Like King Lear raging at nature, Marvin Hagler lopes across the sand dunes hurling invective to the skies near his training camp at Provincetown, 120 miles from here at the tip of Cape Cod.
As the June sunrise breaks over the Atlantic, Hagler conjures up images of demons and devils as he jabs at the air with his fists and shrieks with unrestrained fury.
The current demon for Hagler, the World Boxing Council and World Boxing Association middleweight champion, is Vito Antuofermo, whom he will fight Saturday at Boston Garden.
"Every fighter has his own way of psyching himself up for a fight and this is how Marvin does it," said Goody Petronelli, who, with his brother, Pat, has orchestrated Hagler's boxing career since the day he walked in off the street to Petronelli's Brockton gym 13 years ago and he wanted to become a fighter.
Saturday's bout will be the second between the two. They first met in Las Vegas in November 1979, when Antuofermo held the middleweight title, and the judges ruled that one a draw, permitting the Italy-born Antuofermo to retain his crown.
"We won that fight," said Petronelli. "I want my title back," said Antuofermo, who lost his championship to Englishman Alan Minter. Minter yielded the title to Hagler in London last September in a fight tainted with ugly racial overtones.
"I am not letting any black man take the title from me," Minter was quoted as saying, and, after Hagler knocked him out in the third round, the London crowd pelted Hagler and his entourage with bottles and debris.
With a professional record of 51-2-2 and 42 knockouts, Hagler's ascent to the title has been gradual, unlike the meteoric rise of Sugar Ray Leonard, to cite one example. At 29, Hagler is known to be bitter that the fat purses won by fighters he considered inferiors have eluded him for so long, and now that he has the title he has vowed never to lose it.
Patient and methodical, with an assortment of punches, he is also capable of pouncing on and making short work of a weakening opponent.
Characteristically, he has refused to participate in the traditional prefight hype for the Antuofermo showdown, remaining in seclusion in Provincetown and observing a schedule that he has described as similar to that in jail.
It is also characteristic of Hagler that, while he refused to interrupt his training schedule for the media, he did agree to return two weeks ago to Brockton, where he is the most popular local hero since the late heavyweight champion, Rocky Marciano, to lead the town's centennial celebration parade.
Frank Stoddard, a reporter for the Brockton Enterprise who has covered Hagler's career since its beginning, says that while outside the ring Hagler is warm and soft-spoken and enjoys appearing for civic and charitable causes, when it comes to a fight "he works himself up into a frenzy of hate.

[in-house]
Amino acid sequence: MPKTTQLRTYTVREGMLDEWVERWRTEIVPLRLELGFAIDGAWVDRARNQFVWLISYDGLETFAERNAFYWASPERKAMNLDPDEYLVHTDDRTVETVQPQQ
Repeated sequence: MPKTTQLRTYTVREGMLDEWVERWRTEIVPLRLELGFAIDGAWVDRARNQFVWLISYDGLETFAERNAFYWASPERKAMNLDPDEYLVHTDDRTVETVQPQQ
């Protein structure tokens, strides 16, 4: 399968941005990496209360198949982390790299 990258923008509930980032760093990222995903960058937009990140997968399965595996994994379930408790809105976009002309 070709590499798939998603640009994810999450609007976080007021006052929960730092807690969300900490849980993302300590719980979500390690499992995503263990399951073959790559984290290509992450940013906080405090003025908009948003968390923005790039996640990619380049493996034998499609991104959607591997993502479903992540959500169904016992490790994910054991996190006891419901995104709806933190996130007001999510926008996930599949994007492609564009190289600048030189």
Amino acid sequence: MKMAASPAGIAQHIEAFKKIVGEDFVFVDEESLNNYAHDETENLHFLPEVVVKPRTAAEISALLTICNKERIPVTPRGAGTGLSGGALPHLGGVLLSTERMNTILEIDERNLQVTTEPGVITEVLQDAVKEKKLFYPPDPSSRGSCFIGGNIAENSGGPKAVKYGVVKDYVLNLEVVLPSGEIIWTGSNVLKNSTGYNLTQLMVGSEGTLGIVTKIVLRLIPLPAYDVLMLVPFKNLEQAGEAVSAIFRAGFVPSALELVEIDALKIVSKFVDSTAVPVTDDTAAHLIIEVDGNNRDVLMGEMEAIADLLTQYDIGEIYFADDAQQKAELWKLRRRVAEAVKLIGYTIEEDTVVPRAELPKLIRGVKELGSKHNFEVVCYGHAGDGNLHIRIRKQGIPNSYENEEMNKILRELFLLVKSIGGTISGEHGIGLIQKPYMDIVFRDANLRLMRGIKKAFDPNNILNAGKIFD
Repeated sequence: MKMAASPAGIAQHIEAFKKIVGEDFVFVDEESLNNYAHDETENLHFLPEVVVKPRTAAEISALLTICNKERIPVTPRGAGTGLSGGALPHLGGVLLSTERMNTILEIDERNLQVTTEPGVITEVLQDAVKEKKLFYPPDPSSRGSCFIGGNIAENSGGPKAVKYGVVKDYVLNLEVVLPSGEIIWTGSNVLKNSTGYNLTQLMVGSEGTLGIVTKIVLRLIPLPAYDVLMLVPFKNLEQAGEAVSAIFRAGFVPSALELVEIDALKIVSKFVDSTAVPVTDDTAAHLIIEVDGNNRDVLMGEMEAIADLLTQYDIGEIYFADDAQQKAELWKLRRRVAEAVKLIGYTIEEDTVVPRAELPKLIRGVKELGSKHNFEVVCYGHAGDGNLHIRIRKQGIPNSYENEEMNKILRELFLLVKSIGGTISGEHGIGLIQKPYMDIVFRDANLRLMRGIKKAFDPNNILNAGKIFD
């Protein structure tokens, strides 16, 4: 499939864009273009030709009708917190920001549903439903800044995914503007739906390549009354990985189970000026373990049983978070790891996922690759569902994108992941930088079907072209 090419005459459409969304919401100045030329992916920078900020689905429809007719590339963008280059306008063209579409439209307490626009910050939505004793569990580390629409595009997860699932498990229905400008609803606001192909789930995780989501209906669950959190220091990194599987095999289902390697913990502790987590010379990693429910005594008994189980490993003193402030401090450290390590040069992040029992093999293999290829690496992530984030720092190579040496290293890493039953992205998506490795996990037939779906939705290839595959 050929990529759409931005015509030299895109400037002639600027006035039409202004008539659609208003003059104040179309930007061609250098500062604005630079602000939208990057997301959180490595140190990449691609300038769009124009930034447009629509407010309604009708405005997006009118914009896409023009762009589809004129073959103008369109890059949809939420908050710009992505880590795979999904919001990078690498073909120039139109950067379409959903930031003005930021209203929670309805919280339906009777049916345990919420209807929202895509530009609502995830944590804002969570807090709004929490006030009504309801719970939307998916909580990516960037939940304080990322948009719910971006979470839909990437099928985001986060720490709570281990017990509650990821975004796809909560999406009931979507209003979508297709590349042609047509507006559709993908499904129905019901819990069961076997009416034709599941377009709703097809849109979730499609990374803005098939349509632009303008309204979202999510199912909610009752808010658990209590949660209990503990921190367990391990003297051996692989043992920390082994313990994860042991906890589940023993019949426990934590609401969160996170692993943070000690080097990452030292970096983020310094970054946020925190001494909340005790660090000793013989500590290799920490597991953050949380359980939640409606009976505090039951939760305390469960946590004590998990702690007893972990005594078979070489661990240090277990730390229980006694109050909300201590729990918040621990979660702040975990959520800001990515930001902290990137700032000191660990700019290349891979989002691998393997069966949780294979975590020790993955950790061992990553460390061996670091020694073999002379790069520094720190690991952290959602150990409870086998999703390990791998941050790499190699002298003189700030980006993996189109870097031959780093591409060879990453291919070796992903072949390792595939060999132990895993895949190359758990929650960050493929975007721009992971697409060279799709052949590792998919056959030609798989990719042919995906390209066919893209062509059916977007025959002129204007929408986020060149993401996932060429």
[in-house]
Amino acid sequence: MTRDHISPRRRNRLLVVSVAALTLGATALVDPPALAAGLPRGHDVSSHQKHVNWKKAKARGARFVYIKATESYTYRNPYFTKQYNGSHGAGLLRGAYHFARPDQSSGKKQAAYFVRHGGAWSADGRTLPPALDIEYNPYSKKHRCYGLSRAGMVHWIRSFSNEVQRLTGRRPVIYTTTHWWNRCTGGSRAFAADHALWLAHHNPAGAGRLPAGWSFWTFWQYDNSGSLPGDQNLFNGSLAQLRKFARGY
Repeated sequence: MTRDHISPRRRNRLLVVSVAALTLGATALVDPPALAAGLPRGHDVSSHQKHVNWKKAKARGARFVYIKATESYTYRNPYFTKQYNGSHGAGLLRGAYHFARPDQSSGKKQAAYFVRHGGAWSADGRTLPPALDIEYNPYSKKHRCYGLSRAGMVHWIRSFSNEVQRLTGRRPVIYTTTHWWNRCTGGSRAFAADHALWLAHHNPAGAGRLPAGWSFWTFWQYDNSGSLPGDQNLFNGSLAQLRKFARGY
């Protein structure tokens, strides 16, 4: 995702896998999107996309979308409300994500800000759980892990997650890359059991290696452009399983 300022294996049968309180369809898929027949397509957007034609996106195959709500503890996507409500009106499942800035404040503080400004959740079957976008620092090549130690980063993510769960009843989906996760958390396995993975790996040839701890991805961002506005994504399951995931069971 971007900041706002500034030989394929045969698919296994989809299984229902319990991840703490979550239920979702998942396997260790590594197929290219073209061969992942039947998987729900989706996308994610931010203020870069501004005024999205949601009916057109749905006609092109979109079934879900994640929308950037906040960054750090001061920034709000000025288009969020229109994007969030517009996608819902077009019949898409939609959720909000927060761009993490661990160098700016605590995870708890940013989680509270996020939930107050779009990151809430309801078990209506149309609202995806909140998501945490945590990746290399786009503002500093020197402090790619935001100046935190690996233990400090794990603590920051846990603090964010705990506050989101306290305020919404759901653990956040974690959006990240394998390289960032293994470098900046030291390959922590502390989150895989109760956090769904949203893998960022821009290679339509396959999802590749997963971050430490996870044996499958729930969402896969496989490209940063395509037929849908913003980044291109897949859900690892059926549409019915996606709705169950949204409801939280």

"He won't even shake hands with someone he might have to fight someday," says Stoddard. "But after a fight he'll shake hands and go to their parties."
Says Ida Lang, Hagler's mother who moved her family to Brockton from Newark shortly after the 1967 riots: "He's two different people.In the ring, he's mean and tough. Outside, he like to be with his wife and family and he loves kids."
As a child, Hagler had always wanted to be a fighter and kept a poster of Floyd Patterson in his room, his mother said.
With a shaved head as his trademark, Hagler has defended his title only once before, easily defeating Venezuela-born-Fulgencio Obelmejias on a technical knockout in the eighth round last January in Boston.
Joe McLaughlin, a friend and neighbor of Hagler's, said, "I'm 55 years old and I've been following boxing since I was a kid. Marvin's a throwback to the old-time fighters. He loves to train for a fight and he loves to fight. He's not like some of these younger kids who get everything all at once."
For Antuofermo, 28, Saturday's fight represents what most boxing experts feel is his last chance.A notoriously easy fighter to cut, he was badly beaten by Minter in an attempt to regain his title, emerging from that match "a bloody pulp" by his own camp's description.
Antuofermo came to the United States as a teen-ager and settled in Brooklyn. Arrested in a street fight, he was given the choice of reform school or participating in a New York Police Athletic League boxing program and chose the latter, thus beginning his career.
He turned pro in 1971 as a walk-on, replacing a fighter who did not show up for a four-round bout, and earned $100. But in recent years, he has been chronically troubled by bleeding over the eyes and, after the last bout with Minter, considered retiring. Instead, last November he underwent an operation in which the bones under his eyebrows were filed down in an effort to correct the problem.
In April, Antuofermo won a decision from Mauricio Aldana in Chicago although he went down twice in the first round.In Boston this week, he has been highly visible, unlike Hagler, even staging a sparring exhibition Wednesday in front of city hall to promote Saturday's bout.
He says his bleeding problem is improved and, "I'm ready for the bell to ring."